“She’s coming,” I say. “Getting ready for you.” My stomach hurts and my head feels like a 747 is landing in it. I freshen the Jacks. He stands with his drink. Waiting. His eyes burning holes in the door.
The door opens.
I watch his face. She walks into the room with the scent of perfume. Dark chaotic hair falls over much of her face. Black eyes. Red mouth. Tall. Proud. Lithe. Long necked. A fragile peach-coloured silk robe to the floor. Healed slippers emerging as she walks. An unlit cigarette in her right hand. Her left arm across her slim waist. Her face expressionless. She moves towards us to the rhythm of the music, her breasts in gentle motion. Places her long-fingered hand, red nails, on his shoulder. Looks into his face. Dean might just explode. The record ends, the needle thrashing again and again on the run-off grooves.
“Put it on again, Joe, sweet boy,” she says without looking at me.
“What’s a poor girl got to do to get a light from a kind gentleman?” She is now in control. About to have her fun. And she likes to play roles. Tonight a young Blanche Dubois. Her favourite. Like Blanche she’s not young and she’s no southern belle. Dean pays no heed. He’s caught in her aura. Fumbles his lighter but gets it right second time. She takes a breath of smoke. Throws back her head. The grey vapour oozes from her mouth. ‘Trouble Man’ curls languorously from the speakers. Her hands on both his shoulders now. She begins to move her body against his bulk. Swaying, her hips creating circles. Hypnotised, he tries to sway with her. Sweat darkening his shirt, his jacket. Desire in his thick arms. His crude hands. Pain grabs my guts.
“What a fine gentleman, you are, sir.” She talks in the third person. Like she’s observing herself. “A girl feels so blessed to have the protection of a gallant and handsome gentleman.” She lays her head on his shoulder.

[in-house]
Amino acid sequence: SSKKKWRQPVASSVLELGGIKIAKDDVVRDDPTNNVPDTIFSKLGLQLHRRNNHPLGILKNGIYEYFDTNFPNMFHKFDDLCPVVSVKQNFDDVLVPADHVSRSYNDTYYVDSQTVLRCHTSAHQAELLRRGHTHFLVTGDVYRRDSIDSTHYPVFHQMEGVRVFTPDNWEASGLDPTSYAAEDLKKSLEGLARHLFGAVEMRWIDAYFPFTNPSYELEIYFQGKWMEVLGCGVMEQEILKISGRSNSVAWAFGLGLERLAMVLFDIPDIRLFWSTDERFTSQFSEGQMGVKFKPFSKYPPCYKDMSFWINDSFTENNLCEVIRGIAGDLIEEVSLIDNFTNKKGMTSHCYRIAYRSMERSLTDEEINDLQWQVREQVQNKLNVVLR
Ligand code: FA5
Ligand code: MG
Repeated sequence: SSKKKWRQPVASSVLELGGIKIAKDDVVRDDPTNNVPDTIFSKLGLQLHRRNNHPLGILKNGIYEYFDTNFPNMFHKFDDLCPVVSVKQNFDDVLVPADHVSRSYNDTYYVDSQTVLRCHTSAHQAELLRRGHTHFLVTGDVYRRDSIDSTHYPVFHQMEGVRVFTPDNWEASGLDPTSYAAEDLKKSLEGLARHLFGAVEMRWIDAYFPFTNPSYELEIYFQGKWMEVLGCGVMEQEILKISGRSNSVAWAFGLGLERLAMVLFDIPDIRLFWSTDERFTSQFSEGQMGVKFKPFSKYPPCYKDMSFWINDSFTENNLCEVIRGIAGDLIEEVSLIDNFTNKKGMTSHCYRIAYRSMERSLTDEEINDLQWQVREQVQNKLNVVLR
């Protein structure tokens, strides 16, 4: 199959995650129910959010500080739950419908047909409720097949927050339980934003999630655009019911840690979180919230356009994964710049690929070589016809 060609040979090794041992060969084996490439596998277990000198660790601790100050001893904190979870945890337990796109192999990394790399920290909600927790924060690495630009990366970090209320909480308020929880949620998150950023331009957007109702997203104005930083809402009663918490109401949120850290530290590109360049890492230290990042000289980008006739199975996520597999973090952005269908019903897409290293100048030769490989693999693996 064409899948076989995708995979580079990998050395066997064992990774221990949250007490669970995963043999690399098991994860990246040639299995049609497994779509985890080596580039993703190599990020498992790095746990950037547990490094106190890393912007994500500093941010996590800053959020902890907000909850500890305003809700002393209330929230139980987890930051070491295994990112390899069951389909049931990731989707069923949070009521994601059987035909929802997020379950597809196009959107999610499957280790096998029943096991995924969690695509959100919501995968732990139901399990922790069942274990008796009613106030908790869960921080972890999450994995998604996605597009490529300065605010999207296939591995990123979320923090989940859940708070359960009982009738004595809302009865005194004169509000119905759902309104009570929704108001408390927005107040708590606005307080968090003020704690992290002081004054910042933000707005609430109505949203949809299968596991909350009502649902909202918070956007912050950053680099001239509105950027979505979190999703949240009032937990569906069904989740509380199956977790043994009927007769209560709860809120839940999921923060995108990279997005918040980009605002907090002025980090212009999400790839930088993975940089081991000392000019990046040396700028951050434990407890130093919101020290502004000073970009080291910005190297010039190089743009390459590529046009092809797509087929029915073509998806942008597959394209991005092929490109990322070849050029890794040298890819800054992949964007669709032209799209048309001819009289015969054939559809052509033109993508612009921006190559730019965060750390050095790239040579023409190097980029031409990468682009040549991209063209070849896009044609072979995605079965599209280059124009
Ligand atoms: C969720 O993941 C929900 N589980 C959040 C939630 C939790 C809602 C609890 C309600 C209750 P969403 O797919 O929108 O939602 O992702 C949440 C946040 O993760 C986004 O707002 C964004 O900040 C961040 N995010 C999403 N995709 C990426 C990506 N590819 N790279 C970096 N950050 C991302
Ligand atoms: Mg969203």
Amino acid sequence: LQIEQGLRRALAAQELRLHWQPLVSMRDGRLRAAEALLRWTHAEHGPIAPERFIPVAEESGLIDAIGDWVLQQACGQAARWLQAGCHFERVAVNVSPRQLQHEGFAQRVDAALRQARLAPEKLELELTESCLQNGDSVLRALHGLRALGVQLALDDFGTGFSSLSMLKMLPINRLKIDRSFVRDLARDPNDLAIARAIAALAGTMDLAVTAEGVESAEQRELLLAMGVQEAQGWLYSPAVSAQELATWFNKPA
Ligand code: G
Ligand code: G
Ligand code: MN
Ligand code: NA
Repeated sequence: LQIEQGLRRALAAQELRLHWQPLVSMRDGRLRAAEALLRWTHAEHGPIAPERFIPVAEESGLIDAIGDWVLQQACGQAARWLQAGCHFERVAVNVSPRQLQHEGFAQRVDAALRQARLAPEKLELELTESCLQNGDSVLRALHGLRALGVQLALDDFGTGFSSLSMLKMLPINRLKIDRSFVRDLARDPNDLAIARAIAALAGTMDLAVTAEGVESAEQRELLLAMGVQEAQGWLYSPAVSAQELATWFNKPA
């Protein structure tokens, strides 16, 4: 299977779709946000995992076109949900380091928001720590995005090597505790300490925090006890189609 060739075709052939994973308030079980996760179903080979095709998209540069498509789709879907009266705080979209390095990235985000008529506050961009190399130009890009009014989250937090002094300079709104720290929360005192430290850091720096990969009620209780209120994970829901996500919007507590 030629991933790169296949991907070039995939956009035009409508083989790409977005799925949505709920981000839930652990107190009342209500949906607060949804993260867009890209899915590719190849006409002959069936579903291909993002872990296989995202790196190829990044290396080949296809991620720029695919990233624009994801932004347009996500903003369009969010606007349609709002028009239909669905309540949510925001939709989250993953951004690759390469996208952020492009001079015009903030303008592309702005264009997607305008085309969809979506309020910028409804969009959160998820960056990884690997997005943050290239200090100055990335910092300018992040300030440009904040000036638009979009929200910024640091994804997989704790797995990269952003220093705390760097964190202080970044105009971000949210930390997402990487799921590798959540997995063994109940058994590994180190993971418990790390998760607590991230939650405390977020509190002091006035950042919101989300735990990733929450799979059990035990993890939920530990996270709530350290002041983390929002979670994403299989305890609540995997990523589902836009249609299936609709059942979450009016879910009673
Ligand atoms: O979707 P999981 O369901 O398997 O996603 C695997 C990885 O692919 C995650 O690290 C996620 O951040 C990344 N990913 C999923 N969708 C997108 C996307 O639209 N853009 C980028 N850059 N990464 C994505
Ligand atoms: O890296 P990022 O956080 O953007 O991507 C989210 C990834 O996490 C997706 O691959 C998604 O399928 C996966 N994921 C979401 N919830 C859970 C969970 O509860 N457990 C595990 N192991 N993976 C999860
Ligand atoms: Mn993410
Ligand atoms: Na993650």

“I will protect you, Estelle,” he blurts. She almost laughs, nearly loses it.
“My room is meagre, sir, nay, frugal, but you are welcome to call on me on this most clement evening. You may wish to tarry a while. To pay your homage.” Dean grunts, his clothes steaming.
She walks to her room. Serpentine, her back sinuous, perfect. She opens the door, bows gently and ushers him in. Her eyes dark. Greedy. She doesn’t look at me as she closes the door. I hear the key turn. The first part has begun. I stare at the closed door as I have done many times before. This is God’s punishment.
My head is ashes. My guts an Icelandic geyser. I walk the corridor to my room. Strip in the darkness. Take a tab to blank it out. Lay on my bed praying for peace. Begging for the oblivion of sleep.
But when sleep eventually comes I am awakened by a bright light that hurts my eyes. I squint into it, but I do not feel afraid. The light is cooling. Lustrous. Filling the whole room. White. Coruscating. Resplendent. I move towards it. The walls disappear. I follow the light. Am drawn into it. And then I am floating in the light. The apartment does not exist. There is no city. Just pure light. I hold my arms wide to take in its perfection. My body, my soul cleansed. I feel elated. Euphoric.
I hear the thud of the cellar door and wake. The darkness pours in. Ink blotting out the light. I want to return to the dream but cannot. I hear the bolting of the cellar door. The second part. I do not know if I hear cries of pain, screams or if they are just memories. I hold myself. Desperate to return to the light.
Before morning I know that she will come to me. Her dark eyes like mad bees. Disposal. Clean up will begin. The third part. I will wretch and cry. She will hold me. Kiss me. Stroke my hair. She will beg for my forgiveness. For my worthless absolution. I will tell her about the light. Again about God’s salvation. About redemption.
And she will put her face close to mine. Look into my eyes. And pledge her love to me.
Copyright John Holland 2013
Trouble Man was runner-up in a multi.story.co.uk crime/mystery short story competition in April 2013, and published in the Marble City Publishing anthology Knife Edge in May 2013